The ability to direct gene expression to specific cell types in space and time is an important goal for regenerative medicine. For example, to treat dorsal spinal chord injuries one may wish to direct differentiating stem cells to assume sensory or neural crest fates under the control of local inductive signals such as Bone morphogenetic proteins (BMPs). BMPs play a highly conserved role during neural induction to establish the dorsal-ventral (DV) axis and to distinguish epidermal from central nervous system cell fates. Subsequently, BMPs determine cell fates within dorsal regions of the spinal chord, where they act via highly conserved effector genes. In Drosophila and vertebrates alike, dorsal cells of the CNS form along the border of the BMP producing epidermis and express the Msx1 transcription factor (msh in flies), while other transcription factors Pax6 and Gsh (ind in flies) and Nkx2.2 (vn in flies) are expressed respectively in lateral and ventral domains of the CNS. These conserved """"""""neural identity"""""""" genes determine the fates of cells in which they are expressed, but may be regulated differently by BMPs in flies and vertebrates. Thus, in flies, genetic data indicate that BMPs act as they do during neural induction to repress expression ind and msh in a dose-dependent fashion. In vertebrates, however, BMPs have been proposed to positively regulate genes such as Msx1. Analysis of BMP-dependent cis-regulation of neural identity genes has broad evolutionary implications and should aid in the development of designer cis-regulator modules (CRMs) to target neuronal differentiation to specific regions of the spinal chord. In the current grant, we propose to carry out a comparative mechanistic study of CRMs controlling BMP-responsive expression of neural identity genes in Drosophila and vertebrates.
In Aim 1, we will examine the cis-regulatory basis for BMP-mediated repression of msh expression as compared to that of ind, which is more strongly repressed by BMPs. Using cutting edge imaging and quantitative methods we have developed for precisely measuring gene expression levels at single-cell resolution, we will also examine the mechanism by which the ind and msh expression domains resolve into mutually exclusive adjacent territories.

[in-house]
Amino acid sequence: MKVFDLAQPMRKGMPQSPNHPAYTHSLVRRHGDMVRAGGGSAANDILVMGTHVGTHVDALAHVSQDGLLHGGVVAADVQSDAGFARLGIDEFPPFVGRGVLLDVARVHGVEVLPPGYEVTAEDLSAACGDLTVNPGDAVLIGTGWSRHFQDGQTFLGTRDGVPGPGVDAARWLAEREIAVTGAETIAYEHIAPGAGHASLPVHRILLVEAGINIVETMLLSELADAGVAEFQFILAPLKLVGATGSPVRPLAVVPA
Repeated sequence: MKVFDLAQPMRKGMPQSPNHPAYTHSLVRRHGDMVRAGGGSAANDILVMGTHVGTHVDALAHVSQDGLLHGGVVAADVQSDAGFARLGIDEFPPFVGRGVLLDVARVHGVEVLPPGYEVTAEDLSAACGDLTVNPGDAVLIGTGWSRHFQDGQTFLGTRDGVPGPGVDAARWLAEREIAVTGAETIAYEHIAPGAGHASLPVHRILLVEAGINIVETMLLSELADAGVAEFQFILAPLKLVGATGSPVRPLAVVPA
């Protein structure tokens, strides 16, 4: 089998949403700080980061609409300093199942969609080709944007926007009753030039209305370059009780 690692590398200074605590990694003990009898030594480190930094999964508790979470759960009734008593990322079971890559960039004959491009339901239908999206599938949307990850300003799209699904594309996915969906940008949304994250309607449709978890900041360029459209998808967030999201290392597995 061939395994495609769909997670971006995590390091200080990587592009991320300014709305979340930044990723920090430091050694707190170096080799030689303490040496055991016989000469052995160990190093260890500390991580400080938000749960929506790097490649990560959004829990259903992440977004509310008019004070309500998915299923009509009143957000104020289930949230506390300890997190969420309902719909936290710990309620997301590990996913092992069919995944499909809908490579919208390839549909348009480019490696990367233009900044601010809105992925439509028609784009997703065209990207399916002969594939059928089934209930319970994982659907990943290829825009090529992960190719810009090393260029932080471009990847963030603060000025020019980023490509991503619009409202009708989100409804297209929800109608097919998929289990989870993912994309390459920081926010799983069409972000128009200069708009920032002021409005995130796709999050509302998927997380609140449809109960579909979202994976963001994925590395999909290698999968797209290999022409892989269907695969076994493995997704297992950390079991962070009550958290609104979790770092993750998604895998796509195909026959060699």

In Aim 2, we will identify and analyze vertebrate CRMs driving differential expression of neural identity genes in the neural plate/tube of zebrafish embryos. In collaboration with Shannon Fisher's group (Univ. Penn), we have recently identified zebrafish msxB and mouse Msx1 CRMs that accurately drive reporter gene expression in the dorsal CNS. We will first define minimal CRM sequences driving expression of Msx genes in the dorsal CNS and then identify BMP-responsive sequences in these minimal CRMs and mutate them. In such CRM mutants we will then ask whether reporter gene expression is lost (i.e., BMPs positively regulate CRM activity) or is expanded into the adjacent epidermal domain (i.e., BMPs repress CRM activity). We will follow a similar strategy to identify and characterize CRMs driving expression of laterally (Pax6) and ventrally (Nkx2.2.) genes.
Morphogenetic Proteins (BMPs) play a key role in establishing tissue types along the DV axis of the spinal chord. In the current extension of our studies into the mechanisms by which BMPs define cell fates, we will examine how BMPs control expression of genes defining specific cell fates in both vertebrates and invertebrates. These common molecular mechanisms may help target differentiation of stem cells to regenerate damaged regions of the spinal chord and should also have broad implications for neurological disorders such as neurodegenerative conditions, and mental retardation, as well as developmental disorders, immune dysfunction, and cancer, which also are controlled by BMP signaling.
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